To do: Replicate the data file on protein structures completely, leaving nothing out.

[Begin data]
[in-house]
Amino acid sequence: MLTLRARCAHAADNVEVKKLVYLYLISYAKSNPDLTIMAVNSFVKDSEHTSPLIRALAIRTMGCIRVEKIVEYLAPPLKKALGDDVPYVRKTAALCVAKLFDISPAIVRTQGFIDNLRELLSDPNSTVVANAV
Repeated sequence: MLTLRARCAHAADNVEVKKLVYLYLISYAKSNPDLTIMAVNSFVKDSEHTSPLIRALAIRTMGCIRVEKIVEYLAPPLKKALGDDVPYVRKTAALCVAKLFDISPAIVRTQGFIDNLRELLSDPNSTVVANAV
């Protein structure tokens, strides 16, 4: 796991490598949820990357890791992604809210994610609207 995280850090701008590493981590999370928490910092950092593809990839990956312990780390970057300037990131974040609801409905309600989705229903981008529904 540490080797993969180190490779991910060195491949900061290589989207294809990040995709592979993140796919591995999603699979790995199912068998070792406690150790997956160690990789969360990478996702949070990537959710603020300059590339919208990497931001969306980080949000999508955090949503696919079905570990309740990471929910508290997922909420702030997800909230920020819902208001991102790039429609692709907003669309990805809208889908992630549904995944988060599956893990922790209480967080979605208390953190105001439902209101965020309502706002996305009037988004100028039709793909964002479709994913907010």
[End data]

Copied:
[in-house]
Amino acid sequence: MLTLRARCAHAADNVEVKKLVYLYLISYAKSNPDLTIMAVNSFVKDSEHTSPLIRALAIRTMGCIRVEKIVEYLAPPLKKALGDDVPYVRKTAALCVAKLFDISPAIVRTQGFIDNLRELLSDPNSTVVANAV
Repeated sequence: MLTLRARCAHAADNVEVKKLVYLYLISYAKSNPDLTIMAVNSFVKDSEHTSPLIRALAIRTMGCIRVEKIVEYLAPPLKKALGDDVPYVRKTAALCVAKLFDISPAIVRTQGFIDNLRELLSDPNSTVVANAV
């Protein structure tokens, strides 16, 4: 796991490598949820990357890791992604809210994610609207 995280850090701008590493981590999370928490910092950092593809990839990956312990780390970057300037990131974040609801409905309600989705229903981008529904 540490080797993969180190490779991910060195491949900061290589989207294809990040995709592979993140796919591995999603699979790995199912068998070792406690150790997956160690990789969360990478996702949070990537959710603020300059590339919208990497931001969306980080949000999508955090949503696919079905570990309740990471929910508290997922909420702030997800909230920020819902208001991102790039429609692709907003669309990805809208889908992630549904995944988060599956893990922790209480967080979605208390953190105001439902209101965020309502706002996305009037988004100028039709793909964002479709994913907010």